A triple threat of housing conditions is what some residents of Inuit communities along Labrador's coast have been facing.
A lack of available housing — coupled with existing properties that are not designed to weather a changing climate — and a concept known as 'hidden homelessness,' fuel what's being called a housing crisis in the area.
The Nunatsiavut government defines hidden homelessness as a "large majority of 'temporary' residents in the communities of Nain and Hopedale."
"Temporary" because families are often forced to live with other families or family members in existing homes, commonly resulting in more than a dozen people living under a single roof.
According to statistics from the Nunatsiavut government, overcrowding in homes along Labrador's coast is 4.3 times the national average.
Soon, Connie Pijogge and her family will fall into the definition of hidden homelessness.
Their landlord is moving back into the family home that they have been renting for sometime in Nain.
"I don't want to move from Nain, like I made it my girls' home," Pijogge said.
"My oldest is 14-years-old, she has been living in Nain for 14 years."
Pijogge is a mother of three. Her two younger daughters are 18 and three months of age.
Pijogge, unable to hold back her emotions, told CBC she will soon be forced to leave.
"There is nothing, we've tried everything and anything, even [moving into] abandoned homes," she said.
With no vacant rental properties available in Nain, Pijogge potentially faces having to move more than 150 kilometres south to Hopedale.
Pijogge works at an area daycare, and her husband is employed at the Voisey's Bay nickel mine.
Although they have two incomes, the couple still has bad credit. They are unable to purchase a home.
"We've tried looking into buying [homes], rental properties. We tried mortgages and mortgage brokers, everything," Pijogge said.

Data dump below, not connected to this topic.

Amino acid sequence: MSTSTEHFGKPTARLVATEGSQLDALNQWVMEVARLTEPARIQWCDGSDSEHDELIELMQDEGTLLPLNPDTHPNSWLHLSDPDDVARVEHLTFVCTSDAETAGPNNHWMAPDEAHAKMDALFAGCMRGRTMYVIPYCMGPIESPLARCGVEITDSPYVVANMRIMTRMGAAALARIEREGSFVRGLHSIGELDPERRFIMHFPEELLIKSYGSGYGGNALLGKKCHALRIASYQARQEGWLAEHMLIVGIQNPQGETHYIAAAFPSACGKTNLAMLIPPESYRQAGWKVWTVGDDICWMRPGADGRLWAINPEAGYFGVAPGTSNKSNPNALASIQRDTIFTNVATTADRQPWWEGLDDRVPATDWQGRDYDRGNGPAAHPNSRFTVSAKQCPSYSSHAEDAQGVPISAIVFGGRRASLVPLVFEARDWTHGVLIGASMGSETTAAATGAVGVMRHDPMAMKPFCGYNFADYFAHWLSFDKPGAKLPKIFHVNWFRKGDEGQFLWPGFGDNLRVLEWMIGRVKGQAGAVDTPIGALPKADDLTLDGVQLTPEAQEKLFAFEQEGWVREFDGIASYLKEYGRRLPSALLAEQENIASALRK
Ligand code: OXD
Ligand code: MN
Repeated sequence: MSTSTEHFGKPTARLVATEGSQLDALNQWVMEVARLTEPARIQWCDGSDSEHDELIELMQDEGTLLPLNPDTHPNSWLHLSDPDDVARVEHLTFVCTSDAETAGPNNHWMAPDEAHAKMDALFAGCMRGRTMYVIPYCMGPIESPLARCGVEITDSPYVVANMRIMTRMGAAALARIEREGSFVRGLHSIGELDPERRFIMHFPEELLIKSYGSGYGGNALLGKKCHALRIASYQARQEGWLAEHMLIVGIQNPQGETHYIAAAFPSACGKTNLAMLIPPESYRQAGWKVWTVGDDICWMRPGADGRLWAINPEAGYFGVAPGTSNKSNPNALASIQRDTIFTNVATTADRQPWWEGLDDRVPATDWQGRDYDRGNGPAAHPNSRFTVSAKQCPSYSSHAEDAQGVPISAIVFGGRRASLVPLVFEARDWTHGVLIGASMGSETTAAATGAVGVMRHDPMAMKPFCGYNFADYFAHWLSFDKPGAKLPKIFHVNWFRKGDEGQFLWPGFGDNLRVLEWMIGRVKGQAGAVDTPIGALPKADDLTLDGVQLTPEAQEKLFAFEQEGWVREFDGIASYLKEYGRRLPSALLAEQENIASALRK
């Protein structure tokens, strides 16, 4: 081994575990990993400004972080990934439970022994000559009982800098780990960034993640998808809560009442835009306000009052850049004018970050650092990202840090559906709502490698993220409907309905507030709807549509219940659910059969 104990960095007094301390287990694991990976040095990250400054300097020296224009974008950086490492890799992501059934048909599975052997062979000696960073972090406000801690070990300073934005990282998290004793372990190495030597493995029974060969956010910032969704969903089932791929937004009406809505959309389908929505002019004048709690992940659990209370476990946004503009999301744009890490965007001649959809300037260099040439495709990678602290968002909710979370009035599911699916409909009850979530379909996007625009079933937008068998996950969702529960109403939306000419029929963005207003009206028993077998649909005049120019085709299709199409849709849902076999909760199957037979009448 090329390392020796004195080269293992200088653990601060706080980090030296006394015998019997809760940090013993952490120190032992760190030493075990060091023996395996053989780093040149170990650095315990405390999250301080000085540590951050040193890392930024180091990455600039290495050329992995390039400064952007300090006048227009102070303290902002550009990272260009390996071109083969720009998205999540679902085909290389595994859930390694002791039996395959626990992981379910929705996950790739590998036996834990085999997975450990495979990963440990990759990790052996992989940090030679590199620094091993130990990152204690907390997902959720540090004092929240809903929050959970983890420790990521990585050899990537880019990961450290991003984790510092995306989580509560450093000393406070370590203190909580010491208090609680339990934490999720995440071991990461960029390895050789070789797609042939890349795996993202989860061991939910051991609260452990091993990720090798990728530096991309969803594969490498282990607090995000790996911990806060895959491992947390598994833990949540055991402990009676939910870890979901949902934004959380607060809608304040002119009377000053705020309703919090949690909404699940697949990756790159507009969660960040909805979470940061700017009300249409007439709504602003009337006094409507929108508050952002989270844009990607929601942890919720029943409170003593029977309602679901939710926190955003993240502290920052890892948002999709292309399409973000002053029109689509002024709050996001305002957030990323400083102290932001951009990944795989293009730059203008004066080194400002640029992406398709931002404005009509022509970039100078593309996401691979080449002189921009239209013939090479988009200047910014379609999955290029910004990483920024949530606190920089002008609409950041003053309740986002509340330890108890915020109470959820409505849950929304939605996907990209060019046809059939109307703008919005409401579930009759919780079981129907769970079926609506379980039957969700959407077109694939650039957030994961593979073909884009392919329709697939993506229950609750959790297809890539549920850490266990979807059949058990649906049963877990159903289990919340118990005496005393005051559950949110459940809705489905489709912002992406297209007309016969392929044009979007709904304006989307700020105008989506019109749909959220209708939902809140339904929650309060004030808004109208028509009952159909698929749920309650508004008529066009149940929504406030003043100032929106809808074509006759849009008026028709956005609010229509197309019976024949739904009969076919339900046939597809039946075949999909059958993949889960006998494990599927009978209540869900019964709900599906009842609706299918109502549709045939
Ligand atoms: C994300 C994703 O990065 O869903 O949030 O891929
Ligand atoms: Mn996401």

"Like the cost already of living on the coast is enough, and they expects people to go and get a mortgage or a loan."
The lack of available rental homes, and the 12 or more people living in some of the units are not the only problems facing Inuit families.
For many of the units deemed still fit to live in, many are just barely fit to live in. They are covered in mould, are poorly insulated and are in need of repair.
Homes are literally slipping into the ground.
Recent research findings by the Nunatsiavut government confirms some of the structural challenges that homes in places like Nain and Hopedale are facing. Eighty-six per cent of them were found to have been damaged from the shifting ground.
Nunatsiavut President Sarah Leo says her government is aware of the ever-changing situation.
"We've always known that there's a housing situation in Nunatsiavut," Leo said.
"We're here, you know, we talk to people, we can see it."
Adding to the issue are the effects of climate change, as well as a chronic lack of housing funding from the provincial and federal governments.
Being south-of-60 and off-reserve, Labrador's Inuit do not receive federal housing support.
Still, Leo said their research findings give them something to go on.
"To actually get [these research findings] in black and white so we can go to the other levels of the government and say, 'look,' you know, 'we need help with housing in Nunatsiavut,'" Leo told CBC.
Nunatsiavut wants sustainable housing
Isabella Pain, deputy minister of the Nunatsiavut Secretariat, reiterates Leo's stance.
"We have seen a number of homes in our communities that have deteriorated way to quickly," said Pain.
"We're seeing some homes in Nain and in Hopedale that don't last 10 years and they have to be replaced."
Pain said her government wants homes that are sustainable, and they are moving toward that goal.
In December, the Arctic Inspiration Prize awarded the Nunatsiavut government with $350,000. That money, in addition to their own resources, is allowing the Nunatsiavut government to build more homes that are more sustainable and enduring.
A more sustainable test structure with about eight units is being designed, and will hopefully be built in Nain by next summer.
"I am excited that we're going to find a new way of building, which is going to make sure that the resources that we're currently investing will last," said Pain.
"It's going to be a really exciting time that we're going to be hopefully solving some of the housing crisis that we currently have as well as in the future," Pain added.
But for Pijogge, all this talk of a future solution is not a quick-enough fix.
"I don't want to move away from Nain, I don't want to leave," Pijogge said.
"I shouldn't have to move away from Nain to raise my kids, to give them a home."
For now, Pijogge and her family plan to move in with some extended family in Nain, until other arrangements can be made.
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